Short docs transport the mind
Passive House Revolution
Faith Morgan and Eugene “Pat” Murphy, directors
Catching the Westbound Train
Prairie Coast Films
Rita Leistner, director
A picture into an idea, a time and a place. That’s what “Short Documentaries 2” offers at the Winnipeg Real to Reel Film Festival 2014.
Passive House Revolution is an unabashed infomercial for building houses that are so well insulated and airtight they reduce heating costs by 80%. Talking heads with PhDs and impressive titles sound the alarm on C02 emissions, global warming, and energy depletion. Requiring only small alterations in construction methods, Passive House is touted as a simple antidote to the looming crisis. The film is stronger when it leaves behind the contentious climate data and focuses on the enthusiasm of builders and residents who extol the energy savings, uniform temperature, lack of drafts, and constant exchange of fresh air in their newly constructed or retrofitted Passive Houses.
In the talkback led by NKMB associate pastor Eric Friesen following this film, the mostly older viewers responded with cautious optimism to the film’s message of reducing consumption (and questioning our sprawling use of space) while remaining wise to realities like local building codes that render some implementation steps impossible.
Catching the Westbound Train introduces the viewer to “the jungles” of Vancouver and the men who lived there. After the stock market crash of 1929, men began to travel west in hopes the resource industry would provide much needed jobs. In the likely event of failure to find employment, Vancouver was the only Canadian city where “you would starve to death before you froze to death.” Entirely in black and white, historians’ explanations and commentary are cut with archive film and still photography of the men and the city. In those days of the Depression, “everyone knew someone who was unemployed,” so the general populace tended toward compassion toward the men. But as the situation worsened, fear of Communism led the government to tear down the camps and disperse the men to remote “relief camps” where they did menial, make-work tasks.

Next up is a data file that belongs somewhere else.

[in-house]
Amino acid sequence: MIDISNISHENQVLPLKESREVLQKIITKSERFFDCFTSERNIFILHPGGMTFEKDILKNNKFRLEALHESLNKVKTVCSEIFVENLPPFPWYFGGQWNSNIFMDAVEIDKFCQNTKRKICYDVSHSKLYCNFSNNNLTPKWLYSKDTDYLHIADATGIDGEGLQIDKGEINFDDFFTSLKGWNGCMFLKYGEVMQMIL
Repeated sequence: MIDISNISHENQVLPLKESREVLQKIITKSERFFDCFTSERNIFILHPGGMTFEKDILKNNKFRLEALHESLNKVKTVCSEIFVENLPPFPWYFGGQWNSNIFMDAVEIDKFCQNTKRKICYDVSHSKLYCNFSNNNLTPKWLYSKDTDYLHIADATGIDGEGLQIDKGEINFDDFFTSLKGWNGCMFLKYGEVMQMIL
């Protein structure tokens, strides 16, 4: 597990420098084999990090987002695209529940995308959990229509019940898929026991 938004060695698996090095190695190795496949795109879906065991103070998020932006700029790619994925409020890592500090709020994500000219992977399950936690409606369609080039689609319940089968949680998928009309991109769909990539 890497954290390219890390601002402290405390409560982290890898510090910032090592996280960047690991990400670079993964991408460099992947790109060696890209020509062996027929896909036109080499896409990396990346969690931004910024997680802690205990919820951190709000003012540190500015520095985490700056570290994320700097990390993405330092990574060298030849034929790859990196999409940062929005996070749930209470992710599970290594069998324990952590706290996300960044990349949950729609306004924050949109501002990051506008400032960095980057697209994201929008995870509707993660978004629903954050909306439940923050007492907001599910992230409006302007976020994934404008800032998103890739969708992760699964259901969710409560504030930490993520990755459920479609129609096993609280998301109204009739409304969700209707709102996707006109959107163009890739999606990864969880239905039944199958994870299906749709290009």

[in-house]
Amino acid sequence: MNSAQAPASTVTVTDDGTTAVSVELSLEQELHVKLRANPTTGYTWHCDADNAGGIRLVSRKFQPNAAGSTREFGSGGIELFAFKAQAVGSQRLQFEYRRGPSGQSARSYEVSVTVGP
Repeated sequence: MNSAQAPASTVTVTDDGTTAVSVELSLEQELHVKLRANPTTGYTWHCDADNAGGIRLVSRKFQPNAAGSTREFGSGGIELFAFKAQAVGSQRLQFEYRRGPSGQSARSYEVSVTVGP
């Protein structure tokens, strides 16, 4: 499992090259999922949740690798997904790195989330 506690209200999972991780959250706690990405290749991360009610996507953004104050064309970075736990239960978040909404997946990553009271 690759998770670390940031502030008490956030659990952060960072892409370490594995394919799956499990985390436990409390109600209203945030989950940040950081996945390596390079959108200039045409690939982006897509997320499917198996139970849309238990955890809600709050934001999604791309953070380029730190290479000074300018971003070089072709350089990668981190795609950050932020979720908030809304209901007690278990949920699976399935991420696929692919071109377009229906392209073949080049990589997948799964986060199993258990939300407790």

Who cares about this time so long ago? Homelessness, unemployment and fear of the other have not gone away. Perhaps viewing these circumstances in another time and place will bring fresh perspective to situations we encounter today.
Miklat was the shortest film in a presentation that ran long over the scheduled time. Part of photojournalist Rita Leistner’s Portraitscapes of War series, Miklat (Hebrew for “shelter”) explores Israelis’ feelings toward the ubiquitous bomb shelters throughout the country. With a simple, melancholy soundtrack in the background, the film juxtaposes first person sentiments and stories about bomb shelters with images of the stark buildings or people in wide landscapes. Different voices speak of fear, of freedom of forgetting. “Love is more powerful than fear,” are the words that open the film, but this human take on a brutal architecture closes on a somber note.
As Canadians, it’s hard to imagine living with the constant threat of war and annihilation. The film prompts us to consider how we might feel about the other and ourselves in such a context.